Recently some media and U.S. State Department alike have adopted an incomprehensible path to simultaneously blame Iranian dissidents in Camp Ashraf in Iraq, members of the largest Iranian opposition group People's Mujahedin of Iran, for potential attack by Iraqi forces if they do not immediately relocate to Camp Liberty, which lacks the basic humanitarian needs, and attack their American supporters.
A U.S. Court of Appeals on June 1 called the action of State Department "egregious" when it turned a blind eye on an earlier verdict of the same court to review its decision on the designation of PMOI as a Foreign Terrorist Organization.
Ambassador Daniel Benjamin, who in May 2011 stated the secretary of State would make a decision within six months, has yet to respond why the State Department has not acted on this issue. Now dangerously enough, he suggests that delisting of the PMOI is somehow contingent upon their relocation to Camp Liberty.
Let's remind ourselves that the United States made a commitment in writing to every member of Camp Ashraf that they would be protected by the U.S. forces. To their credit, all American military commanders who were stationed in Camp Ashraf and tasked with this protection, did an excellent job until the United States decided to give the protection responsibilities to the Iraqis, better say to leave Iraq in Iranian mullahs' lap.
The residents of Camp Ashraf, despite having every right to remain in Ashraf until their final disposition, decided to go along the relocation to Liberty to reduce undue tensions and show goodwill upon the urging of Maryam Rajavi, the leader of Iranian Resistance.
This was subsequent to the fact that Iraq signed a memorandum of understanding with the United Nations and U.S. Secretary of State Hillary Clinton gave personal assurances about their safety and security.
The residents kept their words as 2,000 -- two-thirds of the total number -- have already left Ashraf to Liberty in five convoys despite the fact that Liberty lacks the most basic needs, such as running water and electricity.
In return, all the Iranian dissidents have asked for is that their basic humanitarian and human rights needs be met, as agreed in a signed agreement by the Iraqi government and the United Nations.
In the meantime, the Iraqi government, a subservient of the Iranian regime, repeatedly violated the terms of the Memorandum of Understanding.
And where do the U.S. State Department and United Nations stand? One would expect them to stand by the victims and protest to the Iraq's egregious behavior.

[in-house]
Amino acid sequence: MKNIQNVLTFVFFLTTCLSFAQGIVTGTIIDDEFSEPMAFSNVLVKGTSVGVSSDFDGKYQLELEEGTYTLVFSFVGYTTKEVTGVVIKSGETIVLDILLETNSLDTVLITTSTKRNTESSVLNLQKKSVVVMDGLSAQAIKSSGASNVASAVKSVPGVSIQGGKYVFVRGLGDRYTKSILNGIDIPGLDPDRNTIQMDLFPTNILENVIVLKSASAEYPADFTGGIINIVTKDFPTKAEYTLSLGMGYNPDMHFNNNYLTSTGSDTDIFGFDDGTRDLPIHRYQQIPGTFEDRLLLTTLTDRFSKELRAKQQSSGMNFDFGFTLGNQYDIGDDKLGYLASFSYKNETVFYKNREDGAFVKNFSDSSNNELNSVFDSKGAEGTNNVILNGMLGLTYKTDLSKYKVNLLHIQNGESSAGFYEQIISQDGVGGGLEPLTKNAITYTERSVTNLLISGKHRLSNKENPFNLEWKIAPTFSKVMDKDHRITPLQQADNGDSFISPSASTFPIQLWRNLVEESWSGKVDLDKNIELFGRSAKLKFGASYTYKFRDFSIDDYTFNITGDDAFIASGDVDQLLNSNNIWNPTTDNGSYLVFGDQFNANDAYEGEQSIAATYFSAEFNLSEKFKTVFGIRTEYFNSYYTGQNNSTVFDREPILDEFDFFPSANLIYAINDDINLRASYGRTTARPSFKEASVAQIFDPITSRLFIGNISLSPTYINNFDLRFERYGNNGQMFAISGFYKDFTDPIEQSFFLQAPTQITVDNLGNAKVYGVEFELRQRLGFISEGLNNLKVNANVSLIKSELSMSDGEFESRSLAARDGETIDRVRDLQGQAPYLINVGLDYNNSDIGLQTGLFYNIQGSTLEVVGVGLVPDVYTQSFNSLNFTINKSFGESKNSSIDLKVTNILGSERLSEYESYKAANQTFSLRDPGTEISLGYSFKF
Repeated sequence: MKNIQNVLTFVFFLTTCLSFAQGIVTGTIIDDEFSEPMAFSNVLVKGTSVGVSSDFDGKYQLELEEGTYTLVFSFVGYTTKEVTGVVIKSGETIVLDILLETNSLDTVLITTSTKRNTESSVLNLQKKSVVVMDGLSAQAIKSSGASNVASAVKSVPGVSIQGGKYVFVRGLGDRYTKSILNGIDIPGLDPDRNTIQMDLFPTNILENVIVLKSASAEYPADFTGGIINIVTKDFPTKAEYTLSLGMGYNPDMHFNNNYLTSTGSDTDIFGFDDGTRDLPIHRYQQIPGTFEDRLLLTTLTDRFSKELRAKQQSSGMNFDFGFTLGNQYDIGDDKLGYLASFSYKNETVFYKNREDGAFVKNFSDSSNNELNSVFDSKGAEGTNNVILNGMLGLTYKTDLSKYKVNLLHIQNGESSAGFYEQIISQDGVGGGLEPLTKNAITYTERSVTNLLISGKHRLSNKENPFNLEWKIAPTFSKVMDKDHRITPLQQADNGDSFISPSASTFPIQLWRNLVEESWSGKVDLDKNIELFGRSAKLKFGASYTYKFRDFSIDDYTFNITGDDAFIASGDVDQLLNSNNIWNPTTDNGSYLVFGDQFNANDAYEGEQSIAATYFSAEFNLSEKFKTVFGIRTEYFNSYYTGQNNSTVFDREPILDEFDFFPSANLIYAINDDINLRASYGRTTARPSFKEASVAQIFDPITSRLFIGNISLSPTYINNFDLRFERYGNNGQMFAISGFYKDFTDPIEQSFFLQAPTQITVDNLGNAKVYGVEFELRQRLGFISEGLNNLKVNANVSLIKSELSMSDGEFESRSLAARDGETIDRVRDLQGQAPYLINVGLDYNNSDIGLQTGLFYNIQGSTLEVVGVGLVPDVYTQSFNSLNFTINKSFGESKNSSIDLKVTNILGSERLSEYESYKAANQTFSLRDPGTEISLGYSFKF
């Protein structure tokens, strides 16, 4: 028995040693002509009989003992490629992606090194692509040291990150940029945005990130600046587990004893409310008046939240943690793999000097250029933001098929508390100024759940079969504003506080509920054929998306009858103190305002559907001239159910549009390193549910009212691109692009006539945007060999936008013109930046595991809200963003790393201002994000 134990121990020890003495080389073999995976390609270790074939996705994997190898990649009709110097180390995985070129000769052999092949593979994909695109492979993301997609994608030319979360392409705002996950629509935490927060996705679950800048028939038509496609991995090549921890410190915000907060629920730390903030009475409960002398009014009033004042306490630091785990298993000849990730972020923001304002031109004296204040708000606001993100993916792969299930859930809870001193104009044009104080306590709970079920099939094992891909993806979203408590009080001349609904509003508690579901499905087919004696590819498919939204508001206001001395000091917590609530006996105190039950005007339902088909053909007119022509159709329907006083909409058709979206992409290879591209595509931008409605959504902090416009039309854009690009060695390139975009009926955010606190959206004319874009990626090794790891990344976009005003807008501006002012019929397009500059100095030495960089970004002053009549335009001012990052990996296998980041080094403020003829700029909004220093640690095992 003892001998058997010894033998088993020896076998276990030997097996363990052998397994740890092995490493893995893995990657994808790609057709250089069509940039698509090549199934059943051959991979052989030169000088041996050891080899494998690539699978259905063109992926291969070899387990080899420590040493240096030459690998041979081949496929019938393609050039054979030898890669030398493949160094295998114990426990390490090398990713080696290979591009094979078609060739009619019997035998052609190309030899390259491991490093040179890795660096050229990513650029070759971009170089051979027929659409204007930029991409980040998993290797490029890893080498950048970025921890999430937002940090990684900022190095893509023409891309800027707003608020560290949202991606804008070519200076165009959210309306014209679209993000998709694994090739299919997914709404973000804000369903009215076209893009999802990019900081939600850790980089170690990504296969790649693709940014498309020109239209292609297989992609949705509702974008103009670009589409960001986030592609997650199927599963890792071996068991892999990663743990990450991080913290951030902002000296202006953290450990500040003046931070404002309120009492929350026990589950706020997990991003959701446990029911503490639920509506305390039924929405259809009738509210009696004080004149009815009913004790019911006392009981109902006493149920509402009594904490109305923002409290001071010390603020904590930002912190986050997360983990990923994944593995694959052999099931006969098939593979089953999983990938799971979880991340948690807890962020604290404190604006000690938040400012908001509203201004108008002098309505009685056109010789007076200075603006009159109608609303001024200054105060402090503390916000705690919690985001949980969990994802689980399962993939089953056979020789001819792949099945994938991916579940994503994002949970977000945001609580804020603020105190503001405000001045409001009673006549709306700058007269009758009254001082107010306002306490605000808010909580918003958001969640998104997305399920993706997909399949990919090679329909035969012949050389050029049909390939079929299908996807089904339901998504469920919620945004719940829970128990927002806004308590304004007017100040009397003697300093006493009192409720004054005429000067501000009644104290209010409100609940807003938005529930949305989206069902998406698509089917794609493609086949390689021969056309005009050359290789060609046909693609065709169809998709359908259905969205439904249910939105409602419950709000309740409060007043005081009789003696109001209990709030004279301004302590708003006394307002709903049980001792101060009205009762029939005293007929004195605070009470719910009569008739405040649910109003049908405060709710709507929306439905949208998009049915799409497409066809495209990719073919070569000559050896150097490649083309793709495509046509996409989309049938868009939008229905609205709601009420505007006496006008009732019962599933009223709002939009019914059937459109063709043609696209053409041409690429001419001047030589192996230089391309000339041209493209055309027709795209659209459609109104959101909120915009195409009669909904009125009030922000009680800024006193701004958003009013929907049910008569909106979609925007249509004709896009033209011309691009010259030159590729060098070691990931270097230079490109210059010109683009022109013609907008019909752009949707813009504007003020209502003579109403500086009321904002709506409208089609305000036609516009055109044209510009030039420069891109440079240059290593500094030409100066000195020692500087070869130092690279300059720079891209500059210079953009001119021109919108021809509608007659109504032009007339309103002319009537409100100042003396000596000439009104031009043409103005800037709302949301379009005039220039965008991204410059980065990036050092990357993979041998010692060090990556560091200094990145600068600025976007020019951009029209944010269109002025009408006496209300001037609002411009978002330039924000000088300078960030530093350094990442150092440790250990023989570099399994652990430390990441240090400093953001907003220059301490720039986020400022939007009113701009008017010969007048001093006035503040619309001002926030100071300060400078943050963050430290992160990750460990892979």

Shockingly, the State Department and its officials who are fully aware about the political influence of Iran over Iraq and try to downplay it, for apparently no rational reason other than appeasing the brutal dictatorship in Iran, instead of showing spine in front of the Iraqi government and reminding them that it was due to American sacrifices that they are in power now and therefore they must comply with international obligations and commitments they made to the US, are putting pressure on defenseless Iranian dissidents to relocate to Liberty without their needs being met.
One has to explain the relationship between asking for water to be connected to Liberty and similar humanitarian demands as a condition to move, to Ambassador Benjamin's pressure that if they don't move their designation as an FTO may continue and this is well in the capacity and authority of the secretary of State. This is in spite of the fact that the federal court has twice found to the State Department's conduct unconstitutional and on June 1 the Court of Appeals for the District of Columbia Circuit gave Clinton a 4-month deadline to decide on the listing.
By its conduct, it appears the State Department has given absurdity a new meaning.
Let's hope the appeasers of the Iranian regime will not prevail in the State Department and politicization of our laws including the FTO designation that was meant to safeguard Americans inside or outside the country is not allowed to captivate humanity and common sense.
(Muriel Turner, Baroness Turner of Camden, was deputy speaker of the British House of Lords until 2008 and she is a ranking member of British Parliamentary Committee for Iran Freedom.)
(United Press International's "Outside View" commentaries are written by outside contributors who specialize in a variety of important issues. The views expressed do not necessarily reflect those of United Press International. In the interests of creating an open forum, original submissions are invited.)